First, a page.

Category Archives: Strategery And Mechanics

Your daily dose of Chubb

CBSSport’s Robby Kalland speculates that even if/when Nick Chubb is fully healthy, it’s likely that he won’t put up the kind of eye-popping stats we been used to seeing.  Why?

It’s all about the offensive coordinator.

The issue for Chubb in being a Heisman contender this season won’t a scheme fit but rather usage. Chubb could see some of his workload go to Sony Michel, who had a big year in Chubb’s absence, rushing for over 1,100 yards and is a good pass catching option out of the backfield — 26 catches for 270 yards in 2015. Chaney has shown in the past that when he has two quality backs, he will split touches pretty evenly. Examples include Jonathan Williams at Alex Collins at Arkansas (nearly identical touches and numbers) and Raijon Neal and Marlon Lane Jr. at Tennessee. Simply put, Chubb may not get a workhorse share.

In the first five games of the 2015 season, Chubb had 91 carries for 745 yards and 7 touchdowns. Those are video game numbers. Extrapolated over a season — even accounting for an increase in competition level in the SEC schedule — Chubb was on pace for a season close to on par with Derrick Henry. In those same first five games, Michel had only 41 carries before taking on the heavy workload after Chubb’s injury.

That means Chubb had 69 percent of the carries between the two to start the season, which is a healthy majority of the workload. If that had dipped to a 60-40 split, Chubb would have lost 12 carries and 97 yards (based on his 8.1 yard per carry average) in those first five games. Over the course of the season, that would cost him more than 200 yards and likely a few touchdowns. That could put a significant gap between him and other candidates at the position, like Leonard Fournette, Christian McCaffrey, Royce Freeman and Dalvin Cook.

Schematically, Chaney and Pittman’s arrival in Athens should be a good thing for Chubb. In the long run, the reduction in carries that would be a good thing for Chubb as he would avoid taking as much punishment as he looks forward to the NFL (and it would generally help him work back from his injury), but it could be a hit to his Heisman chances.

The only reason I ever care about a Georgia player’s Heisman chances is because the better those are, the more likely it is that the team is doing well, so in the vast scheme of things, I can’t say this is of much concern.

My one counter to this is the play of the offensive line.  Georgia’s three best backs of the Richt era – Moreno, Gurley and Chubb – all had the ability to make something out of less than good run blocking support from their offensive lines.  If in 2016 that isn’t where Pittman wants it, don’t be surprised if Chubb’s carries reflect that.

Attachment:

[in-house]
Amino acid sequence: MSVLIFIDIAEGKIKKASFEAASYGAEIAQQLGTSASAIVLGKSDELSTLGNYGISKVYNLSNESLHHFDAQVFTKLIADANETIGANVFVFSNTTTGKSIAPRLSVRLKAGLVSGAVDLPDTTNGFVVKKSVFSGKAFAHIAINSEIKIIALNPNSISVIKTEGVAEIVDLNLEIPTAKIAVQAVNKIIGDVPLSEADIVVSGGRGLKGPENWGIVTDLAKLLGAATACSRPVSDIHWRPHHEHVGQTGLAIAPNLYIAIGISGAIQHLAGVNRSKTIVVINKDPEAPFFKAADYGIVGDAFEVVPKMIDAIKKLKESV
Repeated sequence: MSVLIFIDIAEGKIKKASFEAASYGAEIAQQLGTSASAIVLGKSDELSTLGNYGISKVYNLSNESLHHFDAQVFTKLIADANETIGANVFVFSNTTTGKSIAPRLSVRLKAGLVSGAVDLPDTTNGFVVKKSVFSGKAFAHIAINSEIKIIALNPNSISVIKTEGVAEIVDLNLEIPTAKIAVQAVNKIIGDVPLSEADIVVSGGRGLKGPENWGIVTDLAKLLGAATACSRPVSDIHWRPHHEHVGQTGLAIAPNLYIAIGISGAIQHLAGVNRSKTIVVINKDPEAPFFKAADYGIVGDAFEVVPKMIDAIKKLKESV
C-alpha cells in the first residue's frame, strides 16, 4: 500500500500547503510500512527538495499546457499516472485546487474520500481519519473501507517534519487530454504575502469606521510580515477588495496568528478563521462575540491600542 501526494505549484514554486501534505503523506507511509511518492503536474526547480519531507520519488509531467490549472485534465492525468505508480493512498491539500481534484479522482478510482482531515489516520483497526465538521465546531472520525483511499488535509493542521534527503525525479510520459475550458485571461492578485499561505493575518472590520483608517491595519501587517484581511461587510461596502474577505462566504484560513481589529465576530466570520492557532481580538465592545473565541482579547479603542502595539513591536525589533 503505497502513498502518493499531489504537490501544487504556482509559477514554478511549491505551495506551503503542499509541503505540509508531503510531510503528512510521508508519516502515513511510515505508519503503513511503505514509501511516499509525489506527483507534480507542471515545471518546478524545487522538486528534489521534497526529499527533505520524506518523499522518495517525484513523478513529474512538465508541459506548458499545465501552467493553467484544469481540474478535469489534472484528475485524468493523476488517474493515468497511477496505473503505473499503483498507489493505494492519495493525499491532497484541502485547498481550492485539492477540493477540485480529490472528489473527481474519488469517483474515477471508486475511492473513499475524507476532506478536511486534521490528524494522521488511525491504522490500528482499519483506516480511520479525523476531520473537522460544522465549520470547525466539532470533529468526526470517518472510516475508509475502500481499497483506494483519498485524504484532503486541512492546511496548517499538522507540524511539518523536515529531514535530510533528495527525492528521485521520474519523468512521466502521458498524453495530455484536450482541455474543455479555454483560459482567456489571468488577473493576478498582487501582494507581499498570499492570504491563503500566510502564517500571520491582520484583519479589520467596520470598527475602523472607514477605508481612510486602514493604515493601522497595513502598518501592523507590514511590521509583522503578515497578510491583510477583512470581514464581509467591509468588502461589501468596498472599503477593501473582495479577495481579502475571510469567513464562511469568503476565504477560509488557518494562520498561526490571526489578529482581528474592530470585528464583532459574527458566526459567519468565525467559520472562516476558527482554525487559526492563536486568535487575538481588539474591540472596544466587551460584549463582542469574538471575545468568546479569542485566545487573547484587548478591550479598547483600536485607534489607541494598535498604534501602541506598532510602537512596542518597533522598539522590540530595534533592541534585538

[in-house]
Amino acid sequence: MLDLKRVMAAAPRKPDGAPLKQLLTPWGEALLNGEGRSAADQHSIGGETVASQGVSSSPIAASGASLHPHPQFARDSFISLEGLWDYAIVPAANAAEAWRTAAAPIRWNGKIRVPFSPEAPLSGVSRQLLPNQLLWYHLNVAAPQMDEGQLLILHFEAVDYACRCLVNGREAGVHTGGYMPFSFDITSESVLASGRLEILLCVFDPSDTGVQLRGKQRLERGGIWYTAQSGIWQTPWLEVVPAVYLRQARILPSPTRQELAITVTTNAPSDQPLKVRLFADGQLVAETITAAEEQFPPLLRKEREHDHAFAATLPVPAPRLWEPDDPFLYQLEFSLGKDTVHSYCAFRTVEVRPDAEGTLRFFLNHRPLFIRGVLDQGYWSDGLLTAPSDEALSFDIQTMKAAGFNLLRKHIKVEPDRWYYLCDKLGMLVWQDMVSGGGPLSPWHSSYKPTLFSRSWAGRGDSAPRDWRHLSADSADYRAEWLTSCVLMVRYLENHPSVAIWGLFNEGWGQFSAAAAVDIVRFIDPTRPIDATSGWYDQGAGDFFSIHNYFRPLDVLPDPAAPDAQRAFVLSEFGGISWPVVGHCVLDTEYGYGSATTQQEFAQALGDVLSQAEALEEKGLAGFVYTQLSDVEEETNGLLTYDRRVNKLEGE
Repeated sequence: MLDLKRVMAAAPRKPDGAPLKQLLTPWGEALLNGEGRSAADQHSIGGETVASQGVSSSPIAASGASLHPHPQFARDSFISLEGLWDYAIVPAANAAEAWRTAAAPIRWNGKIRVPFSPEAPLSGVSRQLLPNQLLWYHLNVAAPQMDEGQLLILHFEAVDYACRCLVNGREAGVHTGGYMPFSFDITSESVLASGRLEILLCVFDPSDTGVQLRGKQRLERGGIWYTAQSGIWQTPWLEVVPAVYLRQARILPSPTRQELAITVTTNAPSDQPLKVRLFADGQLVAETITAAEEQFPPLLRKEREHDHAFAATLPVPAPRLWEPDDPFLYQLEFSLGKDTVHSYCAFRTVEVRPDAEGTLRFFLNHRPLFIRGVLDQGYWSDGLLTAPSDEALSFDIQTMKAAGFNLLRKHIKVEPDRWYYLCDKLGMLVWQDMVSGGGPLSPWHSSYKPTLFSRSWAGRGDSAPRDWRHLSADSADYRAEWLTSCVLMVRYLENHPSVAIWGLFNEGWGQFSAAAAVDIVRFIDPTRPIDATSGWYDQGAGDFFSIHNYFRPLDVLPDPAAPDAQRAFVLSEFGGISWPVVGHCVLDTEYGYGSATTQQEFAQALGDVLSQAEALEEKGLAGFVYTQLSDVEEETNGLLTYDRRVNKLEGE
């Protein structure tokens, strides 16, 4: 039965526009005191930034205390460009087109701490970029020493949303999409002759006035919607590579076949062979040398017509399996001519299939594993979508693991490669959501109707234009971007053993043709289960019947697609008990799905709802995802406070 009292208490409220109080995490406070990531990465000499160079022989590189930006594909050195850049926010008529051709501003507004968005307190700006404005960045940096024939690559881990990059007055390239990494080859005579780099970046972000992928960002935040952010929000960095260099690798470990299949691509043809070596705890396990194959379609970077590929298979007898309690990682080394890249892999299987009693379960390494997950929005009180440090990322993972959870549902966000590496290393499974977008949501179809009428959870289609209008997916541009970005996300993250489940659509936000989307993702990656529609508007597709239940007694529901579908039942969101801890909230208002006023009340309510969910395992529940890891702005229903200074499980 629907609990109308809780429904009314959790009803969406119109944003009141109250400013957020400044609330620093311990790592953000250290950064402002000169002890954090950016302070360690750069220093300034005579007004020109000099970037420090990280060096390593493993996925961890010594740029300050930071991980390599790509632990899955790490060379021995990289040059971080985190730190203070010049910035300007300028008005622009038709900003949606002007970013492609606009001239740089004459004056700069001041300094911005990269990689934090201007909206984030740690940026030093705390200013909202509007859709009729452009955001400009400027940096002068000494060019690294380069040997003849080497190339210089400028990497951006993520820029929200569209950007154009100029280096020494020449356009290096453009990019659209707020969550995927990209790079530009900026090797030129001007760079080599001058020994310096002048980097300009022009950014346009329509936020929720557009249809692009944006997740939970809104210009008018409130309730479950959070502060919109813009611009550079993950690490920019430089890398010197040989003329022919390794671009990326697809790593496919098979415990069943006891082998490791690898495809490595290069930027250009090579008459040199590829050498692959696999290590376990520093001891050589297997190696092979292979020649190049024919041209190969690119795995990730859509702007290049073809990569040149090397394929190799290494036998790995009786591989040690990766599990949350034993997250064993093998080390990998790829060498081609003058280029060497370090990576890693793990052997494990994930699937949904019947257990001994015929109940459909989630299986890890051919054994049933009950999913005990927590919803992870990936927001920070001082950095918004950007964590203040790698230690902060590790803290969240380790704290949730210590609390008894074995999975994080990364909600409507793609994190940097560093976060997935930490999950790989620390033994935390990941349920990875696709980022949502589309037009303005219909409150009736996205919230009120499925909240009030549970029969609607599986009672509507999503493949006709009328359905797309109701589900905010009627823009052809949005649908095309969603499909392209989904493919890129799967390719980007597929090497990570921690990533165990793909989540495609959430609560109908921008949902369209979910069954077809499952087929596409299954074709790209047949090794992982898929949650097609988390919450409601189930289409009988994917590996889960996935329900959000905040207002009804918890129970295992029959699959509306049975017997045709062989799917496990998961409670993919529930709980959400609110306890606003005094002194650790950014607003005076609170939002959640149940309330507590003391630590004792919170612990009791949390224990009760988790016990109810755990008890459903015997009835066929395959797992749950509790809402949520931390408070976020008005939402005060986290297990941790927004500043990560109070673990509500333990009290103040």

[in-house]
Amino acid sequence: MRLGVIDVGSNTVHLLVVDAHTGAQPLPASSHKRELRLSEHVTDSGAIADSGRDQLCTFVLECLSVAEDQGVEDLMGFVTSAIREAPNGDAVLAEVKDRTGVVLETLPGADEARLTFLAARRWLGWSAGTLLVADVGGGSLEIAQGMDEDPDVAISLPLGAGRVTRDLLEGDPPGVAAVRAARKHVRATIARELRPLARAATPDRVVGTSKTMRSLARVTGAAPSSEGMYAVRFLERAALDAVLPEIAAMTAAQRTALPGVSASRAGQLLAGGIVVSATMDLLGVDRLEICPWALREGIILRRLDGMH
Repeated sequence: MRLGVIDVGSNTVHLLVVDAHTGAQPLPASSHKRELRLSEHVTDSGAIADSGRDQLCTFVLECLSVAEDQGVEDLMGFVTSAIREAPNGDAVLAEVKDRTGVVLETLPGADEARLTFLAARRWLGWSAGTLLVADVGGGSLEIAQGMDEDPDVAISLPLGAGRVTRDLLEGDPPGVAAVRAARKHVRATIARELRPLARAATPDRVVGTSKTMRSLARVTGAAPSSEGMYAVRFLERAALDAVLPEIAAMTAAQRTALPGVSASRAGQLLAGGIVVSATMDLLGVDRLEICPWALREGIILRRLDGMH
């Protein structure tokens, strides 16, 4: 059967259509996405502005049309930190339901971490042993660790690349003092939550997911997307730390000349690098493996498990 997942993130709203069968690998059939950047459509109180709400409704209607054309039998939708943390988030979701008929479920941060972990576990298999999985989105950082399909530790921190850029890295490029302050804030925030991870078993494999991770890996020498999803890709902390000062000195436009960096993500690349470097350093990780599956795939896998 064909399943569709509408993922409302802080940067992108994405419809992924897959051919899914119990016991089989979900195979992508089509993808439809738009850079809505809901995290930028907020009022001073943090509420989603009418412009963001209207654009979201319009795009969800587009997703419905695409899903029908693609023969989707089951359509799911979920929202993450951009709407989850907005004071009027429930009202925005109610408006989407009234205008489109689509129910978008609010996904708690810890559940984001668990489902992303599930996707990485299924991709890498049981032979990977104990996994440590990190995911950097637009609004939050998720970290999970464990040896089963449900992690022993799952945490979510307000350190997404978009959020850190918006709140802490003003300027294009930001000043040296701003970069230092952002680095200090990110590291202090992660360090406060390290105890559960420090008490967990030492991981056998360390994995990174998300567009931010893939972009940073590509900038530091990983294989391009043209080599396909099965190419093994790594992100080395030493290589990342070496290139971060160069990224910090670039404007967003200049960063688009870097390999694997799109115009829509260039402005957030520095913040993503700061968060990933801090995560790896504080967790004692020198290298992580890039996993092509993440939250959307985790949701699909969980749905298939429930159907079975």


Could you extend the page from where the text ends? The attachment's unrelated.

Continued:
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Filed under Georgia Football, Strategery And Mechanics

The NFL doesn’t like the spread of the spread.

Pity the poor oligarchs.

Even if a spring league did nothing more than expedite the development of a handful of quarterbacks, helping them go from marginal prospects to winning NFL passers, that alone would be a boon. There are simply not enough reps to go around, not enough opportunities to actually get them on the field in anything approximating a game situation, and with fewer and fewer college programs running traditional pro-style offenses, the problem appears to be growing.

Oh, noes!

“I don’t know why it hasn’t happened to this point. I think the league wants to do it. There must be something blocking it. There must be some factors that are keeping it from going in that direction, because I’ve never heard anybody say they don’t want to do it. So I think you’d have to ask the higher-ups in the league really what’s holding it up.”

Dude, shit like that costs money.  Money the league has never had to spend before because the college game’s been so accommodating.  Now that it’s not so much, NFL teams are having to spend money and resources in different ways.

As for the players, the state of offensive line play has been driving coaches bonkers, with all the spread formations being used in college sending many of these youngsters to the pros without the fundamentals once taken for granted, and coaches believe a league like this could greatly hasten that learning curve.

And this offseason proved more than ever how scarce quarterbacks are, with ineffective starters like Sam Bradford getting $18 million a season and a bidding war erupting over Brock Osweiler, who played middling football this season in his first seven career starts, lost his job before the playoffs to a decaying Peyton Manning and then still received $38 million guaranteed.

Damn, that’s gotta suck.

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Filed under Strategery And Mechanics, The NFL Is Your Friend.

“Pick a good one.”

For all the bitching the NFL does about how spread offenses are a drag on player development, it sure seems like being a quarterback for Mike Leach has its pluses in that department.

Quarterbacks in his Air Raid offense are expected to know the ins and outs of every position on the field, but Leach affords them far more control in calling plays and making reads than most college (or professional) coaches would dare.

It doesn’t happen often, but Leach says there are games when his quarterback heads onto the field about 60 percent of the time with nothing more than an offensive formation. In those cases, it is the quarterback’s responsibility alone to give the offense his own play call, unless he decides to audible on the formation altogether.

It’s a level of trust between Leach and his quarterbacks that he calls “one of the strengths of our offense.” According to several former quarterbacks who played for Leach, it also serves to form what they describe as the most unique relationship between a coach and a player in all of college football.